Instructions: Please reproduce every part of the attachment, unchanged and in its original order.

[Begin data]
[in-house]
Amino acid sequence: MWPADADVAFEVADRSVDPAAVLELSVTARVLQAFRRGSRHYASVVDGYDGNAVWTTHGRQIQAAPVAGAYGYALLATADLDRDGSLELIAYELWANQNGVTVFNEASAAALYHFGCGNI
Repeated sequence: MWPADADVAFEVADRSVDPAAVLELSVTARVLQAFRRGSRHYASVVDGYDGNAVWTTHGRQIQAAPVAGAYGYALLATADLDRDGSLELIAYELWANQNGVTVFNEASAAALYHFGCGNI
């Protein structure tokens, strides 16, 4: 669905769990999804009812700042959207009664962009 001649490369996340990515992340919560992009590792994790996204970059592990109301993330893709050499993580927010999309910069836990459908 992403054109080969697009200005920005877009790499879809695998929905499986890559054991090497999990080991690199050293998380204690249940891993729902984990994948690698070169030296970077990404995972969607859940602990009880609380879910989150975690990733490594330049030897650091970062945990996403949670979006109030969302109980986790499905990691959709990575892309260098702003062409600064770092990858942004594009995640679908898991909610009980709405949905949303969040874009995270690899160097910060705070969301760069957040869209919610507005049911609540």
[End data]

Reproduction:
[in-house]
Amino acid sequence: MWPADADVAFEVADRSVDPAAVLELSVTARVLQAFRRGSRHYASVVDGYDGNAVWTTHGRQIQAAPVAGAYGYALLATADLDRDGSLELIAYELWANQNGVTVFNEASAAALYHFGCGNI
Repeated sequence: MWPADADVAFEVADRSVDPAAVLELSVTARVLQAFRRGSRHYASVVDGYDGNAVWTTHGRQIQAAPVAGAYGYALLATADLDRDGSLELIAYELWANQNGVTVFNEASAAALYHFGCGNI
């Protein structure tokens, strides 16, 4: 669905769990999804009812700042959207009664962009 001649490369996340990515992340919560992009590792994790996204970059592990109301993330893709050499993580927010999309910069836990459908 992403054109080969697009200005920005877009790499879809695998929905499986890559054991090497999990080991690199050293998380204690249940891993729902984990994948690698070169030296970077990404995972969607859940602990009880609380879910989150975690990733490594330049030897650091970062945990996403949670979006109030969302109980986790499905990691959709990575892309260098702003062409600064770092990858942004594009995640679908898991909610009980709405949905949303969040874009995270690899160097910060705070969301760069957040869209919610507005049911609540």